Immunofixation Electrophoresis of serum excluded a
              paraprotein band.
                                                                       5.
                                                                            Liver failure
                                                                            Decreased synthesis of 1,25 dihydroxyvitamin D
                                                                            Chronic kidney disease
                                                                       6.   Hereditary disorders
              Working differential diagnosis:                               Vitamin D Resistant Rickets
              Vitamin D deficiency                                           Vitamin D Dependent Rickets Type 3
              Severe hypoparathyroidism                                     Autosomal Dominant Hypophosphataemic
              Pseudohypoparathyroidism                                      Rickets
                                                                            X-linked Hypophosphataemic Rickets
              The patient was referred to an Endocrinologist and            Pseudohypoparathyroidism (end organ
              further tests were undertaken:                                resistance)
                                                                       7.   Acquired disorders
              PTH                 101 pmol/L        (0.8 – 8.0)             Tumour-induced osteomalacia
              25 OH Vitamin D     < 10 nmol/L       (>60)                   Granulomatous disorders, sarcoidosis,
                                                                            tuberculosis, some lymphomas
                                                                            Hyperthyroidism
              Question 4                                                    Hypoparathyroidism - Post-surgery, Idiopathic,
              The most likely diagnosis in this patient is severe           Magnesium depletion
              Vitamin D deficiency.
                                                                       In this patient it was felt that lack of sun exposure (re-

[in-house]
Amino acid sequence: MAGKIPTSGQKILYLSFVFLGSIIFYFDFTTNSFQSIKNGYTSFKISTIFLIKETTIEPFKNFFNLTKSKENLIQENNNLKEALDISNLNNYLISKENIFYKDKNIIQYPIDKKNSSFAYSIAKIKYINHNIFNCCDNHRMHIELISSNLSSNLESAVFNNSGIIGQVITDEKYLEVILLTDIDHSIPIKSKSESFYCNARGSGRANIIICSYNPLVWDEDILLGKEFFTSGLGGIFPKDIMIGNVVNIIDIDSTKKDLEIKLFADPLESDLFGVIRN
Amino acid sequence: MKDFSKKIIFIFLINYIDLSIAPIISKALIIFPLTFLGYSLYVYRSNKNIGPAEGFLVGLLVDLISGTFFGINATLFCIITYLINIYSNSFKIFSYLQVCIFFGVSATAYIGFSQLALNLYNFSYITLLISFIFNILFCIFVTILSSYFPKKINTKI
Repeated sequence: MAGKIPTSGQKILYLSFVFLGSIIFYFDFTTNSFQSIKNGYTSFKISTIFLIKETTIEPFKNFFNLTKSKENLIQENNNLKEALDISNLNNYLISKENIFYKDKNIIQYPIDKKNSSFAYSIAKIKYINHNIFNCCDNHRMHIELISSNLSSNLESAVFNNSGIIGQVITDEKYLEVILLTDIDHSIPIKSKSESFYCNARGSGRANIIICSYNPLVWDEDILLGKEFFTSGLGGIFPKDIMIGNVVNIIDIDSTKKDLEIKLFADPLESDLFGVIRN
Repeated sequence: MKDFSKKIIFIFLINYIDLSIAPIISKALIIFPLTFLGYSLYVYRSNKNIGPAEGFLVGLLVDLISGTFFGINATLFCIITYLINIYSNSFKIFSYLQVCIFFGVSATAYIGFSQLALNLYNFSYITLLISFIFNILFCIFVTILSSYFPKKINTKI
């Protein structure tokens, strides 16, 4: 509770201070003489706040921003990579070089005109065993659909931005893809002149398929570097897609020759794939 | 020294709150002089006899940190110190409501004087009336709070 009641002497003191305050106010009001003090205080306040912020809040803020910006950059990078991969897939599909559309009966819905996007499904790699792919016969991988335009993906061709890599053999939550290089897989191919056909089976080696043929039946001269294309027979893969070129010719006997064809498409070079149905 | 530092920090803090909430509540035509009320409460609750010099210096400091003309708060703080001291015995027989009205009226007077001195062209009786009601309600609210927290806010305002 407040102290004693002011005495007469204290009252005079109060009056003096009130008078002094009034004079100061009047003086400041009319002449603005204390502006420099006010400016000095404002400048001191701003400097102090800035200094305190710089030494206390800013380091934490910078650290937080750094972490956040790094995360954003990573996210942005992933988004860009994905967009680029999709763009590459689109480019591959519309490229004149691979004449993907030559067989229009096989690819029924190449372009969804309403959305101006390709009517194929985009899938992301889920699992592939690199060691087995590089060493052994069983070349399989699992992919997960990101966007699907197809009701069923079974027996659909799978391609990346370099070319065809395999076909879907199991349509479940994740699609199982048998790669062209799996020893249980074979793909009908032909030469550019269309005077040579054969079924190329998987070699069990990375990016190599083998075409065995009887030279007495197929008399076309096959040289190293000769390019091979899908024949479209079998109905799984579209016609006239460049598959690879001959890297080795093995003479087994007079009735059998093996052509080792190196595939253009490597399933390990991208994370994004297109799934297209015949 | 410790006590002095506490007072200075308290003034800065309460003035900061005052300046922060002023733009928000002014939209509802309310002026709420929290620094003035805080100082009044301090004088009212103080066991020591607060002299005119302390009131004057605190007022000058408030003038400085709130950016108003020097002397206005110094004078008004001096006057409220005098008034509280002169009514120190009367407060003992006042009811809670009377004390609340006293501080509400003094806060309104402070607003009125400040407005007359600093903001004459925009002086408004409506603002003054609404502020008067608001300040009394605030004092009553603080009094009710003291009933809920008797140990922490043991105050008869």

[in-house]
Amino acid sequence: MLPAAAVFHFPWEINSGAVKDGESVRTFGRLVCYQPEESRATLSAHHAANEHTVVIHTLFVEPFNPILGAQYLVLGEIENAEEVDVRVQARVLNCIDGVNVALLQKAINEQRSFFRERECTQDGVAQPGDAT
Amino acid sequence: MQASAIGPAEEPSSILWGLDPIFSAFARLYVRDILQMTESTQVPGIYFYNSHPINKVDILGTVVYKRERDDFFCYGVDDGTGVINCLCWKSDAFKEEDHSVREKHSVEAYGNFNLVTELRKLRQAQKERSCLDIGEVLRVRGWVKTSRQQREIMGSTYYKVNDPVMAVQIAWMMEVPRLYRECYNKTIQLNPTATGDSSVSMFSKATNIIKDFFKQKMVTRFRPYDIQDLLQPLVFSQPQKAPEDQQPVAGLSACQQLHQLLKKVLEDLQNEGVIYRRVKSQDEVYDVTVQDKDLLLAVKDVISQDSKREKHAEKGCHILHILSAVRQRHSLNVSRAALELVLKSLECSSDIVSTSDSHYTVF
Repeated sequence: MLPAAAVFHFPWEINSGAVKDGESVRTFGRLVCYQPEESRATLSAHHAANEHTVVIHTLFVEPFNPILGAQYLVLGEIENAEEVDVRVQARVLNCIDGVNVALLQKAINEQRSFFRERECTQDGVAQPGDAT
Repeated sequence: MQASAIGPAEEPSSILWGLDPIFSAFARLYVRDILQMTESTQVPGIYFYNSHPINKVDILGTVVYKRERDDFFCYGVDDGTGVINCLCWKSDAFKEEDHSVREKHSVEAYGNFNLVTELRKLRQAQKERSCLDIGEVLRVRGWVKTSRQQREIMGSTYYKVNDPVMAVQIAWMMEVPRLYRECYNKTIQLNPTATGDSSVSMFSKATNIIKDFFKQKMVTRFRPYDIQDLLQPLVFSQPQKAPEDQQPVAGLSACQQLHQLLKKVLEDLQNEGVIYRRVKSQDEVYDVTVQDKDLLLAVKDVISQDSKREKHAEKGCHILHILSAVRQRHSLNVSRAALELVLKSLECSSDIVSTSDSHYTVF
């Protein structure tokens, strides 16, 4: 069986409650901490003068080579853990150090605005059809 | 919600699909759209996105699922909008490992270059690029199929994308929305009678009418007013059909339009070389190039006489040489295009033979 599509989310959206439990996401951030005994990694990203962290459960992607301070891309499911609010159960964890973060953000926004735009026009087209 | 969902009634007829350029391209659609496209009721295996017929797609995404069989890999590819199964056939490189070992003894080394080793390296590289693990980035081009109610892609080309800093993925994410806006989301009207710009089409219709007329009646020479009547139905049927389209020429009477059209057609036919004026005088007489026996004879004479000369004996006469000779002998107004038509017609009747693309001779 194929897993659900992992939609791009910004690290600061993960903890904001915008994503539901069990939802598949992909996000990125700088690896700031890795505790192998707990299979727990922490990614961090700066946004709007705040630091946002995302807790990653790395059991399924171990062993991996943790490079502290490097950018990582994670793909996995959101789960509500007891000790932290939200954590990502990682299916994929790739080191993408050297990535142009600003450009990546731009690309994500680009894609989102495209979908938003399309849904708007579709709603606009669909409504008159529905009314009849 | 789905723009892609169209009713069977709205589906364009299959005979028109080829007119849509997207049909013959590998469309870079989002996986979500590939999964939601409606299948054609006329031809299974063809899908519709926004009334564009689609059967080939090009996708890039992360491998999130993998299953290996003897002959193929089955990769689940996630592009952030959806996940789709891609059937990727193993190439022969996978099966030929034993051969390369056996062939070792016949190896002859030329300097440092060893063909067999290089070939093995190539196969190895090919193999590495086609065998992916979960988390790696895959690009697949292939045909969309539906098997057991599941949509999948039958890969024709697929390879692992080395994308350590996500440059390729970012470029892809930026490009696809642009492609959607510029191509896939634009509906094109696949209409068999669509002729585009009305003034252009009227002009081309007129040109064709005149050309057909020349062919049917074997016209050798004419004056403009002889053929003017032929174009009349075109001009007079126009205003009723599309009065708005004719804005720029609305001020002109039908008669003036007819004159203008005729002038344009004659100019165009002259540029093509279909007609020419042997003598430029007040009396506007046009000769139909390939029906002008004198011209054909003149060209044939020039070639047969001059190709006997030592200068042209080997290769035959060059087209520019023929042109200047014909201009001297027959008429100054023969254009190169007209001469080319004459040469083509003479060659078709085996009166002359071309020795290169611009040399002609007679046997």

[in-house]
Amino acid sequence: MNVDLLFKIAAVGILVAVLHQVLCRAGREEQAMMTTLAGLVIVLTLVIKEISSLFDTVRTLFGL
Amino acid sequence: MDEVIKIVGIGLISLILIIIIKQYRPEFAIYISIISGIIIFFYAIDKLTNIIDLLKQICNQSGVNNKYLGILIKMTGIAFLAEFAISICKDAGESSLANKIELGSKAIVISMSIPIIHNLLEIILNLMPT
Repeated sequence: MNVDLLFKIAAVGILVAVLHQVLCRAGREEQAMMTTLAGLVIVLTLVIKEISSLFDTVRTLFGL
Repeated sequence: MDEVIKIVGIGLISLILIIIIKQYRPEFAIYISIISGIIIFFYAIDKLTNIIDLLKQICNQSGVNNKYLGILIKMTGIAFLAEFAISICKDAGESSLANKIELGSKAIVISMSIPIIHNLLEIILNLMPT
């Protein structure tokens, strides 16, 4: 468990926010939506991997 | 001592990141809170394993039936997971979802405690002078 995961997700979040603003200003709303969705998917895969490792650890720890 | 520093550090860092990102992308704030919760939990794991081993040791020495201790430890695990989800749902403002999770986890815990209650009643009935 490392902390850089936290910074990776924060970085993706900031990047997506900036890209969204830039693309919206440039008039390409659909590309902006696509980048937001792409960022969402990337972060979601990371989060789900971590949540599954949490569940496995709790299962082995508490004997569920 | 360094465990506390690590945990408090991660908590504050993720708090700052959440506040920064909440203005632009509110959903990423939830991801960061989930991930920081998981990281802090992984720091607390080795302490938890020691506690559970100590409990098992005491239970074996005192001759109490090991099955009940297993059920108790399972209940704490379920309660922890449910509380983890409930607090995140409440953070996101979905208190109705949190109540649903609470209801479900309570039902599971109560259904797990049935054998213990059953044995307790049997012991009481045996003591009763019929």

The classical symptoms of Vitamin D deficiency are        maining house-bound) and poor diet caused the severe
              Hypocalcaemia secondary to decreased gut absorption,     Vitamin D deficiency.
              Hypophosphataemia secondary to an increase in PTH
              stimulated by the decreased calcium, and elevated se-    Treatment of severe Vitamin D deficiency should be
              rum ALP due to increased osteoblast activity caused by   managed by Vitamin D therapy supplemented with oral
              low calcium and Vitamin D.                               Calcium. A careful watch should be kept on the plasma
                                                                       Calcium levels because of the possibility of Hypocal-
              Although there is no consensus on optimal levels of 25   caemia.
              hydroxyvitamin D as measured in serum, Vitamin D
              deficiency is defined by most experts as a 25 hydroxy-     Reference
              vitamin D level of less than 50 nmol/L.                  Michael F. Holick. Vitamin D Deficiency. N Engl J
                                                                       Med 2007;357:266-81
              Causes of Vitamin D deficiency:
              1.  Reduced skin synthesis
                  Sunscreen use - reduces Vitamin D3 synthesis
                  Skin pigment – absorption of UVB radiation by